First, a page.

It started with the ads for Viagra and continued with Pepsi commercials in which Britney Spears gyrated with soda bottles in ways that inspired Dole to grunt, "Down, boy" -- to his dog or to another member of his household, we aren't sure. Now, the presidential-hopeful-turned-aging-hard-on-seeker is being honored with a library in his name on the University of Kansas campus. The school is hyping its opening so much that, if you didn't know better, you'd assume Dole had triumphed over virile-to-a-fault Bill Clinton in 1996.
We don't want to ruin the mood. We do understand that erectile dysfunction must be incredibly frustrating, especially with all that spare time Dole and other octogenarians have in their retirement years. The cruel irony of it all makes us want to skip out on work and get as much action as we can. But we digress.
The Robert J. Dole Institute of Politics actually sounds pretty cool, and it should provide historians and political scientists with worthwhile information, especially about World War II. Incorporating beams salvaged from the World Trade Center in September 2001, the building is no small monument. The university has issued several press releases announcing the glory of the building and the pomp of its dedication ceremonies, July 19-22. The use of "soaring" in reference to stained-glass windows makes us suspect someone is having fun with Dole's erectile problems; the described proximity of a big wet basin makes us certain. Those pools are such cock teases. Again, we digress.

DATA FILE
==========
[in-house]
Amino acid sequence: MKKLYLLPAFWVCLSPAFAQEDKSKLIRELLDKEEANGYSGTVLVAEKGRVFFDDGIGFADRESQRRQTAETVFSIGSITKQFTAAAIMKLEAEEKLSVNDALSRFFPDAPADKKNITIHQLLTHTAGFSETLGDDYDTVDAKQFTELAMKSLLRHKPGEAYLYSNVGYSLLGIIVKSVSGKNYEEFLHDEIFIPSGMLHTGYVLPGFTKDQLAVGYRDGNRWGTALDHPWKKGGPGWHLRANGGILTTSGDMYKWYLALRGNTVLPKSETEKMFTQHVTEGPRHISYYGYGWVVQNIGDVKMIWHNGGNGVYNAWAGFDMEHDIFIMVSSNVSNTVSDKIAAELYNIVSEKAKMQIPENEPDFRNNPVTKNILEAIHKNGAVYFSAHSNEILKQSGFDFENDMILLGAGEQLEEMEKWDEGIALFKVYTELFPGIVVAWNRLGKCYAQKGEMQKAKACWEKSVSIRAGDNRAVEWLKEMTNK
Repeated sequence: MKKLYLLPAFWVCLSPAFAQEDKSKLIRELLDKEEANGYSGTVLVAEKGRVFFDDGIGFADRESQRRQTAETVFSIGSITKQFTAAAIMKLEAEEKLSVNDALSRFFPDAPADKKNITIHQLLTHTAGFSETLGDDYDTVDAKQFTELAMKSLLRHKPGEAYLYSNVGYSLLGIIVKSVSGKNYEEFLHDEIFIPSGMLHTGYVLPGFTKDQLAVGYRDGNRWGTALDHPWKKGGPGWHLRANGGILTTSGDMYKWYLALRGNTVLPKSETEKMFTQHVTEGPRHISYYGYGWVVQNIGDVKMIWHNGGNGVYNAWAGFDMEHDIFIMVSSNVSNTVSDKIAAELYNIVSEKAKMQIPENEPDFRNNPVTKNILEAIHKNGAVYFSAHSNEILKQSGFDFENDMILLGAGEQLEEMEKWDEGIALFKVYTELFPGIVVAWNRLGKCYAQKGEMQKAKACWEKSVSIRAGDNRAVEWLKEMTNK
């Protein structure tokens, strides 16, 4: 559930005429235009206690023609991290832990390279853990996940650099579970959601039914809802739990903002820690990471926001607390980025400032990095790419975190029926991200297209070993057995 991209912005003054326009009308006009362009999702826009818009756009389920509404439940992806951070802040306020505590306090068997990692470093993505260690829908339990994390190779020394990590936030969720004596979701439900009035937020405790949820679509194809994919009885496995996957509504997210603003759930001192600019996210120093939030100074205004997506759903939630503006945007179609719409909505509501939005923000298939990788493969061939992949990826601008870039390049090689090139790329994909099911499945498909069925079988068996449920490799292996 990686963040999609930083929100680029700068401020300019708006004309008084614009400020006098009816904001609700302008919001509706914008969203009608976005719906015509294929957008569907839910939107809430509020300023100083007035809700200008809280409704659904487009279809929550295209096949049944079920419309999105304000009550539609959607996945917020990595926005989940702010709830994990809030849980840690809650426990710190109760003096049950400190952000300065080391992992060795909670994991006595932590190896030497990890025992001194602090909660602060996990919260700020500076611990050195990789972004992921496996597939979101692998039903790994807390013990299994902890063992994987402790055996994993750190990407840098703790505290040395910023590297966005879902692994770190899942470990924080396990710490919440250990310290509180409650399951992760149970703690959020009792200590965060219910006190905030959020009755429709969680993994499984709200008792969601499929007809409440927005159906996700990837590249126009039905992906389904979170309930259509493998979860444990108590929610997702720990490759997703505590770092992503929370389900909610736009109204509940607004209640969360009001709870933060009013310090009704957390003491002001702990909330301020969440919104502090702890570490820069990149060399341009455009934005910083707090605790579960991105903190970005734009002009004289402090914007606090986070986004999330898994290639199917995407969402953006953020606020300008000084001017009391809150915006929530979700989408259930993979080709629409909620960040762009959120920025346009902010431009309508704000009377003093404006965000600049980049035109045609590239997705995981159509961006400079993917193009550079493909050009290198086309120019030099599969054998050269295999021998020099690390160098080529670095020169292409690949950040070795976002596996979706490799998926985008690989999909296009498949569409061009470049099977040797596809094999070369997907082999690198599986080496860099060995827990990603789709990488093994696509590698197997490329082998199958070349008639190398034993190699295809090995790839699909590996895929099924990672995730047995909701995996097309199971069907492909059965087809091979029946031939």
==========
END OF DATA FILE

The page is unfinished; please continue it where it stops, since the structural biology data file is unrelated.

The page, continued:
Another cool thing about the Dole Institute dedication is that, although he long represented a party that regularly ignores women, the dedication does not ignore the role of women during World War II -- their role in regard to erections, anyway. In conjunction with the Dole festivities, KU's Spencer Museum is displaying its collection of Esquire pinups by Alberto Vargas. It sort of excites us to think about a young, strapping Dole off in Europe, looking at those innocently pretty, satin-and-lace-wearing Varga girls. And to think we once dismissed the relationship between Viagra and Varga as a mere spelling coincidence.